STM32Cube and Atollic TrueSTUDIO

This evening before bed time I decided to give STM32CubeMX and Atollic TrueSTUDIO (built on Eclipse) a go in order to generate a simple project to run on the STM32 board I use for development.
Whenever I try a new build tool-chain and libraries for such board, the first gain I am looking for is a simple setup of the USB port as Virtual COM port.
Honestly, this was rather easy to do with STM32CubeMX and TrueSTUDIO, although under Windows 10 it took a few connection attempts before the system correctly enumerated the USB device. I had a few errors with Windows 10 complaining about not being able to retrieve the descriptor from the USB device, but the error went away eventually and the peripheral started working fine.

The USB device (VCP) generated through STM32 Cube didn't enumerate properly in the beginning under Windows 10

The USB device (VCP) generated through STM32 Cube didn’t enumerate properly in the beginning under Windows 10

The USB device (VCP) eventually started working

The USB device (VCP) eventually started working

Indeed I can see that VID and PID match the ones configured within the CDC descriptor source code:

Default VID and PID of the USB device created by STM32 Cube when selecting the CDC VCP class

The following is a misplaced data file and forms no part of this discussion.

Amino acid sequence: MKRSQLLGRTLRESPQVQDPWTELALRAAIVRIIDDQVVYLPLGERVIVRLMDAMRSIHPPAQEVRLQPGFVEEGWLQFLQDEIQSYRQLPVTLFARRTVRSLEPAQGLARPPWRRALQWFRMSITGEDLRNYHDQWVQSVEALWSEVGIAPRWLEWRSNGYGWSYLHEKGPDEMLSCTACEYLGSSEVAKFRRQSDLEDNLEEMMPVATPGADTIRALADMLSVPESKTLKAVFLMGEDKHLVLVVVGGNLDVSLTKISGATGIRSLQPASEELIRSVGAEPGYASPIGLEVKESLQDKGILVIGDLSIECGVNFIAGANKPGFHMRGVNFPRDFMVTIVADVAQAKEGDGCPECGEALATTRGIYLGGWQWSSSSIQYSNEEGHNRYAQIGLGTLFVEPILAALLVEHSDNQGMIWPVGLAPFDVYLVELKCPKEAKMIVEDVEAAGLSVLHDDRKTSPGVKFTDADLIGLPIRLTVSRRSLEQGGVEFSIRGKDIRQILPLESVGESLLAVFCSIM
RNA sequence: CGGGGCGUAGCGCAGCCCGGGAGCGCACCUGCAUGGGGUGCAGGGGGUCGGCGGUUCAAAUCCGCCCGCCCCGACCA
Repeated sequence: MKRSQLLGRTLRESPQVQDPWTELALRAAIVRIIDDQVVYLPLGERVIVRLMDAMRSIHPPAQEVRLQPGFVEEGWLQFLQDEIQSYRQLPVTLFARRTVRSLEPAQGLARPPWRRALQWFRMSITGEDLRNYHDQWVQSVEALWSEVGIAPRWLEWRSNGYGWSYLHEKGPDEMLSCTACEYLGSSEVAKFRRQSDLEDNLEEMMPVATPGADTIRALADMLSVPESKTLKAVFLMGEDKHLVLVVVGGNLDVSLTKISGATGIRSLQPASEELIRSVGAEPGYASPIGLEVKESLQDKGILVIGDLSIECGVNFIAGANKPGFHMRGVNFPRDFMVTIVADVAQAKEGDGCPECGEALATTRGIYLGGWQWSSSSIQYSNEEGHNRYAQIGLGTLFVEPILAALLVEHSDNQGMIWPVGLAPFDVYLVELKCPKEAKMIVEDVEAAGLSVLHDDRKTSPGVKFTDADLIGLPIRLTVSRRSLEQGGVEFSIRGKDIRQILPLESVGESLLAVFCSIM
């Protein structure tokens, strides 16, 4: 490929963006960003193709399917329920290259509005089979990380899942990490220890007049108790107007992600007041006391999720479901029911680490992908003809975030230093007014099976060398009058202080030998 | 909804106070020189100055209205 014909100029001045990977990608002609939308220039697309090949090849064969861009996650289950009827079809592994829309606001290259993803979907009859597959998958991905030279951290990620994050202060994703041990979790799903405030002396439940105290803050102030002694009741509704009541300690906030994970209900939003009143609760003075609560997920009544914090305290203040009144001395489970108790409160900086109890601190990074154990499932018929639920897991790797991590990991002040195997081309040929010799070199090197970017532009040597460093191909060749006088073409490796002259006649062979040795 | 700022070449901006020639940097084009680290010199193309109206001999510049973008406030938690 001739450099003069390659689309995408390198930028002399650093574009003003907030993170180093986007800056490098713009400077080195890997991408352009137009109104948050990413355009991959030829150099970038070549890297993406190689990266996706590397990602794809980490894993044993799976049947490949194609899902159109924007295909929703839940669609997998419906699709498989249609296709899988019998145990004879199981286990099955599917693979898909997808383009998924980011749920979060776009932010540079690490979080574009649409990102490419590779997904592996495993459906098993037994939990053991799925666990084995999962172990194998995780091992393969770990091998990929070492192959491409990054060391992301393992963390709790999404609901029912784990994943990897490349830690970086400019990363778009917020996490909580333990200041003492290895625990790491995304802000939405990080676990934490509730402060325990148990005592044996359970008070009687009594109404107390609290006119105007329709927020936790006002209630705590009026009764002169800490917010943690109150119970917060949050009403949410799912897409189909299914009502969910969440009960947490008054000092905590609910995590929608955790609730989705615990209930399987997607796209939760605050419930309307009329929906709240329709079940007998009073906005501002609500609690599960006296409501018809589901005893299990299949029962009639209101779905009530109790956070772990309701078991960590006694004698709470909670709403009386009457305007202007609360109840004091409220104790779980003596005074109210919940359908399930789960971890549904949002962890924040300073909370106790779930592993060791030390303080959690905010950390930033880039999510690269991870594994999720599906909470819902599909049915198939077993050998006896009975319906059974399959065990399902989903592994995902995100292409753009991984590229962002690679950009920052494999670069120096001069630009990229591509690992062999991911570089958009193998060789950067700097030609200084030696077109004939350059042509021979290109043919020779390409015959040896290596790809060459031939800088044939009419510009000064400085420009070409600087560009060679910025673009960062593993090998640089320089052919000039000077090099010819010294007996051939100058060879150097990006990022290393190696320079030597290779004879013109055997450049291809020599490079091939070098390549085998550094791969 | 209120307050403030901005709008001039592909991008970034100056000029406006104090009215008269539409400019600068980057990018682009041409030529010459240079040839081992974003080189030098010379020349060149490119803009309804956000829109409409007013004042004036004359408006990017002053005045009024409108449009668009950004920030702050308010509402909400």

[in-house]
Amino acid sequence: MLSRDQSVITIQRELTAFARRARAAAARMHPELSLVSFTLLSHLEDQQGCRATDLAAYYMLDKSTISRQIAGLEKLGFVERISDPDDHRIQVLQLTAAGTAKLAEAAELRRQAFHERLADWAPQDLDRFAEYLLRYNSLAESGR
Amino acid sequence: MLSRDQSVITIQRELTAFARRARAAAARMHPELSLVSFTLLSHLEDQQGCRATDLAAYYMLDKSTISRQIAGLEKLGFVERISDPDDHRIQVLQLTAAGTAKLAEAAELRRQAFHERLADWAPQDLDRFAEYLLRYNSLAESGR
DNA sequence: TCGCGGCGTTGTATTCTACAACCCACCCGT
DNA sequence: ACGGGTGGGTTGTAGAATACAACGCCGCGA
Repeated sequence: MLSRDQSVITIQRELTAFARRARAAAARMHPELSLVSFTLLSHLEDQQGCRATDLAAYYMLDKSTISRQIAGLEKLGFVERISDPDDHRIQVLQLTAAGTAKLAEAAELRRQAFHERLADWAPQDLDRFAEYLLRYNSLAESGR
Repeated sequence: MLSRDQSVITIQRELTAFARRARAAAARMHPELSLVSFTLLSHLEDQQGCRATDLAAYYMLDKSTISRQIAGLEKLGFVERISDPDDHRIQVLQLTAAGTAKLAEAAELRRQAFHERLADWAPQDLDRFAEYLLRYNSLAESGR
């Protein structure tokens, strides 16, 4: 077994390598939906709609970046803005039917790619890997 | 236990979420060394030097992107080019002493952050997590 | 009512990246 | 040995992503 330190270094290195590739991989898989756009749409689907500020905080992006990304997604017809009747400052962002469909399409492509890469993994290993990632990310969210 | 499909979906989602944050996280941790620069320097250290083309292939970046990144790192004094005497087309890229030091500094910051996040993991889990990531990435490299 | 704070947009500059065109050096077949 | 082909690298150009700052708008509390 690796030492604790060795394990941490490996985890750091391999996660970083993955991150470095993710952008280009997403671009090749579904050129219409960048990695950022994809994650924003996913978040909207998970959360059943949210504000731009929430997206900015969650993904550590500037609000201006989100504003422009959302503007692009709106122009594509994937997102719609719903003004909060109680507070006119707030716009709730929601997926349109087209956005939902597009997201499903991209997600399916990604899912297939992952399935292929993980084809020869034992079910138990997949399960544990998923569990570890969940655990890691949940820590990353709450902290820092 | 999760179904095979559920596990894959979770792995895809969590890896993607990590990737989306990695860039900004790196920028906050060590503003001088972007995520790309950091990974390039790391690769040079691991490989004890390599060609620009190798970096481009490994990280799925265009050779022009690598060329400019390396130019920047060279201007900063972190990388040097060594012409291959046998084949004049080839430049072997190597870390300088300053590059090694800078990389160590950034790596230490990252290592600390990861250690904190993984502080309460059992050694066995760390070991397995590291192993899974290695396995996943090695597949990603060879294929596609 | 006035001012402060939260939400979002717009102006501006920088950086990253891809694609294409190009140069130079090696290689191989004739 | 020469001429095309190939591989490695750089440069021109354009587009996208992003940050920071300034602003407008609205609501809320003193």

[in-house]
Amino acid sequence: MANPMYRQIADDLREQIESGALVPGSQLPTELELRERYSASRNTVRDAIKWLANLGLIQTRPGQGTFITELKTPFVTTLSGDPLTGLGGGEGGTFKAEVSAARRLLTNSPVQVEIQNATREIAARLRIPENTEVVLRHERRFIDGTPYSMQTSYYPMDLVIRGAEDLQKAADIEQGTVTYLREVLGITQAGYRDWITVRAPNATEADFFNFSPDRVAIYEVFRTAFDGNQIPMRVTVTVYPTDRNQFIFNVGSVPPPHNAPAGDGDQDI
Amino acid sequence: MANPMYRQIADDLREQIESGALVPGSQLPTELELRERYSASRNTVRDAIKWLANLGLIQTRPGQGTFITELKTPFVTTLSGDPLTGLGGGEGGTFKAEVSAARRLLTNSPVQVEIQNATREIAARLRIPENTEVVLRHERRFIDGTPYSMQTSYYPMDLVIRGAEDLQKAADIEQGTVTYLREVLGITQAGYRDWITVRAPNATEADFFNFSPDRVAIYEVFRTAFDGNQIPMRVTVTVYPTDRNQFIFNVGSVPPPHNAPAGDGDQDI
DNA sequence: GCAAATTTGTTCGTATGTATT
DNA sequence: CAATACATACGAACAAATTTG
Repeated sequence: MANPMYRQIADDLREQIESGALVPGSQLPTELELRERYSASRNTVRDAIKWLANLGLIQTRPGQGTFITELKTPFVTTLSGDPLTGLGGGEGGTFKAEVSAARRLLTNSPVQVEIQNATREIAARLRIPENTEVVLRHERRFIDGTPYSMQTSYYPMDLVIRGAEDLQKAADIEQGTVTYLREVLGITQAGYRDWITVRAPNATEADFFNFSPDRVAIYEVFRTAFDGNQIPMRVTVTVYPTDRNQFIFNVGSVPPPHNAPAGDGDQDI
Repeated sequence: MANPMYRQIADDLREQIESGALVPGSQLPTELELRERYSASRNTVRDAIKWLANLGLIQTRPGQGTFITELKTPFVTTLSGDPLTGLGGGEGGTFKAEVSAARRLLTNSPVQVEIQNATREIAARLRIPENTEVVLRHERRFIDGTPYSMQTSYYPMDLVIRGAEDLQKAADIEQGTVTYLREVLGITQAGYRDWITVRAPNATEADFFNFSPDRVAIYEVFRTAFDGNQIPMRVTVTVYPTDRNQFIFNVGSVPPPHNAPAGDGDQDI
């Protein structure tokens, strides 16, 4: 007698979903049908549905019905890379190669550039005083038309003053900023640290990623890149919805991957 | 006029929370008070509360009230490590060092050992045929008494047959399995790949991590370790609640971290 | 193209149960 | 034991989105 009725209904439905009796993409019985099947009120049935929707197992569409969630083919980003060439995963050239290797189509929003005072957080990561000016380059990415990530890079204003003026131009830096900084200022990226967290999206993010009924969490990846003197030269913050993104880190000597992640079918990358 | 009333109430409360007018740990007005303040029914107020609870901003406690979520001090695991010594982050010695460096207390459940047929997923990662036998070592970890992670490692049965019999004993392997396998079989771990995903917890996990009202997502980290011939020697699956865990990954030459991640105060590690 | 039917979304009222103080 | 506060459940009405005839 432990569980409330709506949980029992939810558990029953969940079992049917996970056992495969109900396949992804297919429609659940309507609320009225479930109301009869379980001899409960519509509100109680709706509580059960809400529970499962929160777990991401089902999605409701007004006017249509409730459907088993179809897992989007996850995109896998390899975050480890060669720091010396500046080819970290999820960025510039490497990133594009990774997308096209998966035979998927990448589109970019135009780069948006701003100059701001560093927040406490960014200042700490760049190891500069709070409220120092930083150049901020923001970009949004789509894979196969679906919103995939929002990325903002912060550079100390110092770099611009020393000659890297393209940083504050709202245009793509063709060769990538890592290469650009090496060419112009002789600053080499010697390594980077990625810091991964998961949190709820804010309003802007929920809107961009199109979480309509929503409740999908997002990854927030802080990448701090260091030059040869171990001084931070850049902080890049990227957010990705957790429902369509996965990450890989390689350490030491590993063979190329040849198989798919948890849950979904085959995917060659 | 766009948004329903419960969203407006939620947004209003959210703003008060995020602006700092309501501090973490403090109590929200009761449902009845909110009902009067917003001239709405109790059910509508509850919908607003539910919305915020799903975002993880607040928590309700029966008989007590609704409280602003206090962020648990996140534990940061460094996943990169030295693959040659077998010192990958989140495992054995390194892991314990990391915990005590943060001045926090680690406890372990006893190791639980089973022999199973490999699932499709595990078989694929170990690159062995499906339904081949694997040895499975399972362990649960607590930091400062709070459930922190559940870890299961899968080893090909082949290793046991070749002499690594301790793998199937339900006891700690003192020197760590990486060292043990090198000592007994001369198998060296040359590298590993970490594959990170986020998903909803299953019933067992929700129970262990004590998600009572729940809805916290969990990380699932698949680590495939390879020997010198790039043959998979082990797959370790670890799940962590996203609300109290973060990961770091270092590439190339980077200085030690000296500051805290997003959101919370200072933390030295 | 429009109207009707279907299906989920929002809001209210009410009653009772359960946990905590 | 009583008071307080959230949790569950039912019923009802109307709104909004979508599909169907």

Default VID and PID of the USB device created by STM32Cube when selecting the CDC VCP class

As you can see, within the generated source code VID and PID occur as decimal numbers instead of hexadecimal. I was puzzled as to why the generated code uses decimal values, but I guess it’s STM32 developer’s preference to use decimal values. Pretty much the whole rest of the world uses hexadecimal values here…

I was also quite intimidated by a forum post about how broken the STM32Cube software ecosystem is that I decided not to go too far too quickly with this build tool-chain and set of libraries. I will definitely go through the following stages in order to build some confidence, but at the moment my expectations are quite low:

  1. toggle the onboard LED (yes, always start with that as it’s the Hello World of embedded systems when you try a new development framework!),
  2. get a loopback on the VCP,
  3. bridge one of the UART ports to the VCP,
  4. have a go at SPI, I2C, etc.

Should I find too many frustrated comments online about using STM32Cube for any of the above, I think I will save myself the frustration and move away from it. I’ve already had a disappointing experience with the mbed library for this MCU (bug with the SPI communication) that I ‘d be OK going on working with my own startup code, register definitions and Makefile as I’ve done so far.

I was looking for portability and a readily usable USB device stack without having to bang my head on somebody else’s bugs. Have I just found it? More to come…

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